This paper is a synthesis of results from five separate studies examining how recent structural and philosophical changes in women’s intercollegiate sport programs may have altered the sport experience of female athletes. Based on both questionnaire and interview data, it was apparent that athletes participating in sport programs characterized by the greatest change (e.g., post-Title IX programs, programs of the 1980s, product-oriented sport models, and Division I programs of recent years) shared somewhat common experiences — with the presence of conflict being one of the most pervasive themes. Four types of conflict were identified: (a) value alienation, (b) role strain, (c) role conflict, and (d) exploitation. Each of these types of conflict is discussed and examples to substantiate the presence of each form of conflict are presented. Based upon the findings, it is suggested that the changing context and emphases of college sport may have exposed female athletes to different sets of circumstances, expectations, and experiences, thus altering the nature of the sport experience and bringing into question the educational legitimacy of college sport.
Elaine M. Blinde and Susan L. Greendorfer
Mallory Mann and Vikki Krane
-accepted masculine, heterosexual male, and feminine, heterosexual female. Because gender and sexuality often are conflated in sport, it is presumed that feminine females are heterosexual and masculine females are lesbian. Female masculinity often confers marginalized status in U.S. college sport, whereas feminine
Vicki D. Schull and Lisa A. Kihl
coaches. Thus, we argue that exploring female college athletes’ constructions of leadership in the context of college sport and the gendered assumptions, beliefs, and ideologies associated with coach leadership may provide nuanced understandings of women’ underrepresentation in sport leadership and
Gashaw Abeza, Norm O’Reilly, Kyle Kashuck, Joshua Law and Alexandra Speck
-related marketing initiatives. College Sport and Reasons for Fans’ Declining Stadium Attendance Arguably, the highest level of college football is the NCAA Division I Football Bowl Subdivision (FBS), which consists of 128 schools ( NCAA, 2015a ). While the majority of FBS teams’ stadia are amongst the largest in
Internet-based sport communication mediums represent a crucial area of scholarly inquiry for the field. The continuing growth in popularity of blogs, message boards, and other Internet-specific types of sport communication presents sport communication scholars with a plethora of avenues for research. This commentary examines one such avenue, through a survey administered to users on 14 college sport message boards. Survey results indicated that message-board users were primarily male (87.8%) and White (90.8%) and possessed at least an undergraduate degree (76.0%). In addition, 42.2% of users reported a household income of $100,000 or more per year. The analysis of the resulting demographic and usage data highlights some of the key aspects of this sample of users, including information relating to race, gender, income, education level, and salience of message-board use by both subscribers and nonsubscribers. These and other factors are presented as potential areas of future scholarly inquiry for sport communication researchers.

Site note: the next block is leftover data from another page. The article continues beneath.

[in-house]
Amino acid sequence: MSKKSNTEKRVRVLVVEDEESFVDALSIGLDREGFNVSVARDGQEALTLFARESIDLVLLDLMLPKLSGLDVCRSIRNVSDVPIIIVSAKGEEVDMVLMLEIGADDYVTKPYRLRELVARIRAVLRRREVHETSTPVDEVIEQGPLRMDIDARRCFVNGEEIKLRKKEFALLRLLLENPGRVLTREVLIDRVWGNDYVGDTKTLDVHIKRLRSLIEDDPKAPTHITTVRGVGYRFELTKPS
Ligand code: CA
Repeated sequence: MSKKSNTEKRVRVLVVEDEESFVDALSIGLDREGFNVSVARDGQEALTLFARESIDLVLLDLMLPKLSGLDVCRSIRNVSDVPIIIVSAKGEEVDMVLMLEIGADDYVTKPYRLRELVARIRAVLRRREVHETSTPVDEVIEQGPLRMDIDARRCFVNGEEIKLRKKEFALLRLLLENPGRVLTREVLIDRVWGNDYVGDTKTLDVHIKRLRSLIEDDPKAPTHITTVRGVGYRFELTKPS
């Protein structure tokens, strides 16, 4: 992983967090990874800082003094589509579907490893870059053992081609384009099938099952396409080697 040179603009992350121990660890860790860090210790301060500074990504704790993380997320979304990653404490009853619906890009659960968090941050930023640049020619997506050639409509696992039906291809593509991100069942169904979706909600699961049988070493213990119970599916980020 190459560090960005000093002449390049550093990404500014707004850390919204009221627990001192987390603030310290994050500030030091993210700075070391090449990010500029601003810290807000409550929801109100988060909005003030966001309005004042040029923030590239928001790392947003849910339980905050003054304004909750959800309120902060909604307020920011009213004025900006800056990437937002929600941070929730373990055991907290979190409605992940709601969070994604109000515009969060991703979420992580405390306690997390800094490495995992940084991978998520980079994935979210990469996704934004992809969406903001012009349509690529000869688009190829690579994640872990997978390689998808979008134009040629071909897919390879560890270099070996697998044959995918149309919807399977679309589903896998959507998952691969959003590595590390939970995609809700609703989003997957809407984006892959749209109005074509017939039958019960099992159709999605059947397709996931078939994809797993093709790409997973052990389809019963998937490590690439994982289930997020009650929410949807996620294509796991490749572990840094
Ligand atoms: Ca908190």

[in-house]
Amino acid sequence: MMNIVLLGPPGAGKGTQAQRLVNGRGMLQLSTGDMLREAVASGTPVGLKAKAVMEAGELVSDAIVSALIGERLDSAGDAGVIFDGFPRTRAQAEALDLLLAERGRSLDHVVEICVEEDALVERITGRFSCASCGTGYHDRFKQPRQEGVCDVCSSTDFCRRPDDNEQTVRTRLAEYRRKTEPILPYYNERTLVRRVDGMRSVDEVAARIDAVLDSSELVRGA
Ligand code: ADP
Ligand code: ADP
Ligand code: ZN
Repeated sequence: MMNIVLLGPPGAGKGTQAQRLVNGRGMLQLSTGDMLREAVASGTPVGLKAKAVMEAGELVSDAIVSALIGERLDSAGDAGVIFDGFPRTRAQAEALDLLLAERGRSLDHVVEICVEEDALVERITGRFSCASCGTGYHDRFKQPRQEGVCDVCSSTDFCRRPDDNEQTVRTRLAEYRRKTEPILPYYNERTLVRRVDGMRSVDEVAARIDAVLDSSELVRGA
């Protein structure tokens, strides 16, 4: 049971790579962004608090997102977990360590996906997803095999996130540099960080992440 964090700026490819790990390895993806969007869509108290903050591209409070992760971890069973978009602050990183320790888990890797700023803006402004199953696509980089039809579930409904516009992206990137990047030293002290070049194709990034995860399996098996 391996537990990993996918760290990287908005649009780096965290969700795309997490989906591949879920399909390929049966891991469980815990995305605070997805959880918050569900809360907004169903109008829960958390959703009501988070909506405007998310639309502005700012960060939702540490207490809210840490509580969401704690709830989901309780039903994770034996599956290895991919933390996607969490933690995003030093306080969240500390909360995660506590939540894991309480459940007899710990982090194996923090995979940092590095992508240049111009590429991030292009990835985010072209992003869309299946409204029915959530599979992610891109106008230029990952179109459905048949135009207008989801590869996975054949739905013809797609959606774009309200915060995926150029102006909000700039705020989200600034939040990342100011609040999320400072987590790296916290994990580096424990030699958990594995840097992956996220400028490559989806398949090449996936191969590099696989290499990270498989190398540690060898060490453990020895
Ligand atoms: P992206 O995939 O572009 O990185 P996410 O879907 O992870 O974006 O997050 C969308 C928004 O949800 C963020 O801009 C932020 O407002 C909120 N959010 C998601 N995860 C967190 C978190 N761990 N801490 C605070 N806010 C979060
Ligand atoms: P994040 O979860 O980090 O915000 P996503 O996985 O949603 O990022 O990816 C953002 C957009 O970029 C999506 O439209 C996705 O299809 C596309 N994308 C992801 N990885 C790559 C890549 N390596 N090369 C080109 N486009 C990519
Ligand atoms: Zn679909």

Grace Yan, Ann Pegoraro and Nicholas M. Watanabe
-athletes constitute the predominant majority of athletes in revenue sport programs, any unequal treatment is most severely endured by this social group ( Staurowsky et al., 2015 ). In particular, racial inequality is at the heart of the exploitative revenue and labor system of college sport ( Hawkins, 1999 ). To be
James H. Frey
Rhema D. Fuller, Brennan K. Berg and Michael Hutchinson
Increasingly, sport managers are attempting to use athletics to positively affect their colleges' and universities' prestige. To highlight this contemporary issue, this case study presents an athletic director, Dwight Stanley, who has to give a recommendation on whether his institution should maintain its membership in the NJCAA or pursue membership in another athletic association, namely the NAIA or NCAA DIII.This case study is designed to capture the tension sport managers face as they encounter complex decisions. Accordingly, each membership option is presented with its advantages and disadvantages, as well as its supporters and detractors.Consequently, students will be required to critically assess a variety of factors to determine the institution's most feasible course of action. Given the popularity of careers within intercollegiate athletics, this case study provides an excellent way for students to engage in considering the complexities of such positions.Additionally, though the case study is presented within the context of intercollegiate athletics, the analytical process required to select a course of action is transferable to other segments of the sport industry.
Emmett L. Gill Jr.
The following is a narrative and critique of the Rutgers University Women’s Basketball Team/Don Imus Morning Show (RUIMUS) controversy. Using a convenience sample of regional and national media accounts and observations this piece summarizes the confirmed events of the RUIMUS controversy. The first objective of the manuscript is to provide a synopsis of the RUIMUS controversy. The second purpose is to explore how White privilege (McIntosh, 2003), new racism (Littlefield, 2008), sexism and their intersection operated during the lifespan of the RUIMUS controversy. The analyses illustrated the presence of the core elements of White privilege, new racism, sexism and double jeopardy, along with accounts of alienation, racial ambiguity, masculine characterizations and becoming visible through a prolonged controversy. The practical implications of these findings for sport managers are presented, and include postcontroversy student-athlete counseling, social and corrective justice, and proactive communications.